“Axons – the fibers that transmit messages – can potentially travel long distances if given the right cues to regrow. We knew that an electrical charge could direct this growth," Arinzeh says, adding, "Some tissues in the body are naturally piezoelectric. What we did was to create a fibrous material that is similar, but with a higher charge to stimulate growth."
Her scaffolds caught the attention of the Department of Defense (DoD), which seeks remedies for traumatic battle injuries. “There is no effective treatment for severe spinal cord injuries, and soldiers can remain completely paralyzed for the rest of their lives,” she notes.
With funding from the agency, the technology is being put to the test in preclinical studies at the Miami Project to Cure Paralysis, a Center of Excellence at the University of Miami Miller School of Medicine, where Arinzeh is working with Mary Bunge, a neuroscientist, and her former student. They are testing the efficacy of injecting Schwann cells from the peripheral nervous system, which produce the myelin sheath around nerve axons, in combination with the piezoelectric scaffold, for spinal cord repair. The Schwann cells’ job is to restore existing cells by stimulating them to extend their axons.
The Miami Project is currently in phase I clinical trials with humans as well, using Schwann cells for spinal cord repair. By combining those cells with piezoelectric scaffolds, "we hope to improve the cells’ survival and their effectiveness when implanted into the spinal cord,” Arinzeh says.
“The nice thing about Schwann cells is that they’re readily accessible from low-risk sites like limbs. I think of them as ‘facilitator cells’ because they provide the signals that prompt axons to grow and reach their targets – other neurons,” she adds.
In the pre-clinical studies, Arinzeh found that implanted scaffolds with Schwann cells would extend over a five-millimeter gap in the spinal cord. “The cells survived and were getting good growth – wrapping themselves around the growing axons as the axons extend along the scaffold.”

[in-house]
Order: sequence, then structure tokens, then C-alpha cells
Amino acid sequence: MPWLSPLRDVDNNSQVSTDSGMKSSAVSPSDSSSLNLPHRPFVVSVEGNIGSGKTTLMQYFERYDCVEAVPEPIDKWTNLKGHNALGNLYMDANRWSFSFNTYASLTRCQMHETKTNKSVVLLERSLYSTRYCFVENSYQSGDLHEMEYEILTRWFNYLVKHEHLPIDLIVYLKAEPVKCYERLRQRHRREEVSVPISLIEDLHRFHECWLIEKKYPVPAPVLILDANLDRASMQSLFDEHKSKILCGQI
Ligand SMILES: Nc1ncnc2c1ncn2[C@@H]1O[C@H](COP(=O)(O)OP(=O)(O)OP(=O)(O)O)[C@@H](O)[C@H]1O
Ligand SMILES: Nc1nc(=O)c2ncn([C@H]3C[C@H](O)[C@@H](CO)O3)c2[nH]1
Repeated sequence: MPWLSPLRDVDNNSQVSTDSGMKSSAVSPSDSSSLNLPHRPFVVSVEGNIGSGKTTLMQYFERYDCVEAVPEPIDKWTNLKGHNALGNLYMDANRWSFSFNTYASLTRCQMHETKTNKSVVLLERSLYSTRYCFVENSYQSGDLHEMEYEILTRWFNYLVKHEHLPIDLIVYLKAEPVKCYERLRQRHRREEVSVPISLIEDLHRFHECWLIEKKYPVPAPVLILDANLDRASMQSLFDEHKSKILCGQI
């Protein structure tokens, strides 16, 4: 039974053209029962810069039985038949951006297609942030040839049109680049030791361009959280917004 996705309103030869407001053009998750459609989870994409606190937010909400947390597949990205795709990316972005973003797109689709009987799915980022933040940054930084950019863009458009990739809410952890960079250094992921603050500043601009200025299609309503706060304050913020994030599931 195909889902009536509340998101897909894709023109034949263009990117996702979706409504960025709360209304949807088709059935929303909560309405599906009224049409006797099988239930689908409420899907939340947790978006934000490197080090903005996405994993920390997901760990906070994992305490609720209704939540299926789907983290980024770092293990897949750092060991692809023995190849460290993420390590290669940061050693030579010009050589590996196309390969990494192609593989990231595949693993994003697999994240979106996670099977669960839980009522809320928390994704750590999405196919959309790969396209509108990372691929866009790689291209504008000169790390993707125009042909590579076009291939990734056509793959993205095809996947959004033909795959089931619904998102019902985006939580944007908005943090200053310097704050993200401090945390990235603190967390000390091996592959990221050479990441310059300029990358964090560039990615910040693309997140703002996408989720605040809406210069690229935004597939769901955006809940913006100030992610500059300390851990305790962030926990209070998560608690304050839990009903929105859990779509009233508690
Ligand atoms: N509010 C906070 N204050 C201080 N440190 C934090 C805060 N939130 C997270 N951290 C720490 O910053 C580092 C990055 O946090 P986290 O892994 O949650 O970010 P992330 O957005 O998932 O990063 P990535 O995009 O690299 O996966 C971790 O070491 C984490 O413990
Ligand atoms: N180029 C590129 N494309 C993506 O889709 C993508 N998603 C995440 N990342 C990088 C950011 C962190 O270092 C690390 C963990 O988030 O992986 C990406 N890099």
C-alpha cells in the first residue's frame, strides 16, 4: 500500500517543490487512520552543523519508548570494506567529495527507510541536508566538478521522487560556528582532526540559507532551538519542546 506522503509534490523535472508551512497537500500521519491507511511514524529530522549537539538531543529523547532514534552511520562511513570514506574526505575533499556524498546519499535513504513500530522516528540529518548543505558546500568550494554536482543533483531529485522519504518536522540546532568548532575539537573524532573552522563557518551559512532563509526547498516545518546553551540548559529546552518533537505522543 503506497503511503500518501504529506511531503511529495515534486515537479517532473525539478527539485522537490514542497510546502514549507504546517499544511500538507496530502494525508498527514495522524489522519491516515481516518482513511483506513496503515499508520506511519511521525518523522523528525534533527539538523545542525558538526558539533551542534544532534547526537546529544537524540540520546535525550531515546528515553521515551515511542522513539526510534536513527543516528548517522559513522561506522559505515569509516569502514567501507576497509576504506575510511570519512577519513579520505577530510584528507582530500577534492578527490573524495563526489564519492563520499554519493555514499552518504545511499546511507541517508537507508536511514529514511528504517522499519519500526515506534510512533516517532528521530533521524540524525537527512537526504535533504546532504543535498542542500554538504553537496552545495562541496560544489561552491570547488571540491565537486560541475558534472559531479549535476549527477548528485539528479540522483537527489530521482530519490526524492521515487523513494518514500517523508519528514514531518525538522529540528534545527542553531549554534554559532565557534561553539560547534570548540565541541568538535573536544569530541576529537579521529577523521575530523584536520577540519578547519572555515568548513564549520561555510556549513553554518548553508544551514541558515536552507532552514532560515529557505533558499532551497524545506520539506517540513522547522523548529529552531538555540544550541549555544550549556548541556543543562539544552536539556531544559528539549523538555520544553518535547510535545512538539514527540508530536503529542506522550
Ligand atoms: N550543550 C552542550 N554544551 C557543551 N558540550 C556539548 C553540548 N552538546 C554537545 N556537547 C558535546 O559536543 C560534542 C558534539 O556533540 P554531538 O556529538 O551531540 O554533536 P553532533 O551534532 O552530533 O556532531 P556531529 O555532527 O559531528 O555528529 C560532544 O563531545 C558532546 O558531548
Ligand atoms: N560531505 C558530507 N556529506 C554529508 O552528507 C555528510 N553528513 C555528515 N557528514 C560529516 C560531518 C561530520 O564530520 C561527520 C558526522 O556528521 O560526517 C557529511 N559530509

The primary conventional remedy to spinal cord trauma is to reduce inflammation with drugs. There have also been regenerative medicine strategies which involve injecting cells with growth factors, or growth factors alone, into the spinal cord in the hopes of stimulating new growth, but they have not been successful. Arinzeh says that engineering approaches are gaining more acceptance.
“No technology has been effective so far, and so we’re taking it a step further, introducing biomaterials with an electrical charge. We’ve known in the biomedical world that electrostimulation can cause nerve cell growth – we’ve seen this with bone and cartilage tissue – so we set about to identify a polymer with piezoelectric properties. We found it in a material used for sutures, which is biocompatible and promotes nerve growth,” she explains. “We’re looking for some recovery of function. If we can show that, it would be a significant leap.”
Arinzeh has creatively borrowed techniques from other engineering sectors to advance tissue regeneration, including for bone and cartilage repair. The polymer fibers that compose the framework of her scaffolds, for example, are formed by electrospinning, a technique developed by the textile industry.
For the community of scientists, engineers and clinicians determined to treat paralysis, the stakes are high. Success will hinge upon contributions from all of their domains.
“With bone and cartilage, we’re relying on the scaffold to stimulate the body’s own cells to regrow tissue, but the biological factors driving the formation of neural tissue in the spinal cord appear to be more complex,” Arinzeh notes. “To induce nervous tissue to not only regrow across the lesion, but to reconnect with the rest of the spinal cord, may require a combination of scaffolds, cells and growth factors.”